The Tre Valli Varesine was traditionally the third and final race of the Trittico Lombardo in August but the Varese race has found a new later niche in the calendar after being refused a place in the revamped WorldTour.
This year's race marks the 97th edition and the 192km route again ends with nine laps of 12.8-kilometre circuit in the city similar to the one that hosted the 2008 World Championships. Alessandro Ballan won that day and the rolling course and the steep climb up from Lake Varese should again prove decisive in deciding if an attacker can stay away or if a faster finisher takes the glory.
Vincenzo Nibali dominated in 2015 before going on to win Il Lombardia and the Sicilian is back this year and appears to be on equally good form after his second place to Froome at the Vuelta a España. Teammate Sonny Colbrelli gives Bahrain-Merida plenty of options, with Giro dell'Emilia winner Giovanni Visconti also among the strong squad.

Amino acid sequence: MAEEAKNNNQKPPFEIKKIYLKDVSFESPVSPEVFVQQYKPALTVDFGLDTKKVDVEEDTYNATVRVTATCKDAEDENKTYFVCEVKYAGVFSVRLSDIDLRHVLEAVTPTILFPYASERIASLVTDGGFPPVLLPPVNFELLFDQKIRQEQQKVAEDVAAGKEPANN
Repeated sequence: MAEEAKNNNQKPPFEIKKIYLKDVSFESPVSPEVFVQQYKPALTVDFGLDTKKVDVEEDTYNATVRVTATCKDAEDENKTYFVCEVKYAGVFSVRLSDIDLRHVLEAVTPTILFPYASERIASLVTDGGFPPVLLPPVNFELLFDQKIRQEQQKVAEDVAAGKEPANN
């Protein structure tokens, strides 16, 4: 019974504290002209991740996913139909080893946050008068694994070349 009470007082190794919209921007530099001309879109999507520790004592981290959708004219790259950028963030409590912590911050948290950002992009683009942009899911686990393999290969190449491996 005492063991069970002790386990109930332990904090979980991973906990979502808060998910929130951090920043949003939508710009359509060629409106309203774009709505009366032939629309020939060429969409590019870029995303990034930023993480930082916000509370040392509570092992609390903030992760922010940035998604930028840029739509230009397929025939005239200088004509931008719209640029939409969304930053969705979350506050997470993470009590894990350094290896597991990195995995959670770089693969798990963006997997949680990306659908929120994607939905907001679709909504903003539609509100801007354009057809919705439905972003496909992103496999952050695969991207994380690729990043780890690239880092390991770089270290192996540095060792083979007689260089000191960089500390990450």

Also on the start list are Giro d'Italia winner Tom Dumoulin and his Sunweb teammates Michael Matthews and Warren Barguil. Nairo Quintana leads Movistar, while Michal Kwiatkowski, Wout Poels and Gianni Moscon are part of a strong Sky squad. Fabio Aru will race in his Italian champion's jersey in one of his last races for Astana, while Rigoberto Uran leads Cannondale-Drapac and Steve Cummings headlines the Dimension Data line-up.
13 WorldTour teams will be in action, with the Italian Professional Continental teams adding an extra dimension as they fight for points in the season-long Coppa Italia to help their chances of a wild card invitation to the 2018 Giro d'Italia.
2016 Tre Valli Varesine winner Sonny Colbrelli. Photo TDWSport.
Fernando Gaviria (Quick-Step Floors) is the big favourite for the race that remembers the troubled but hugely talented Frank Vandenbroucke who died at just 34. Gaviria will have support from a strong squad that also includes Matteo Trentin and Zdenek Stybar.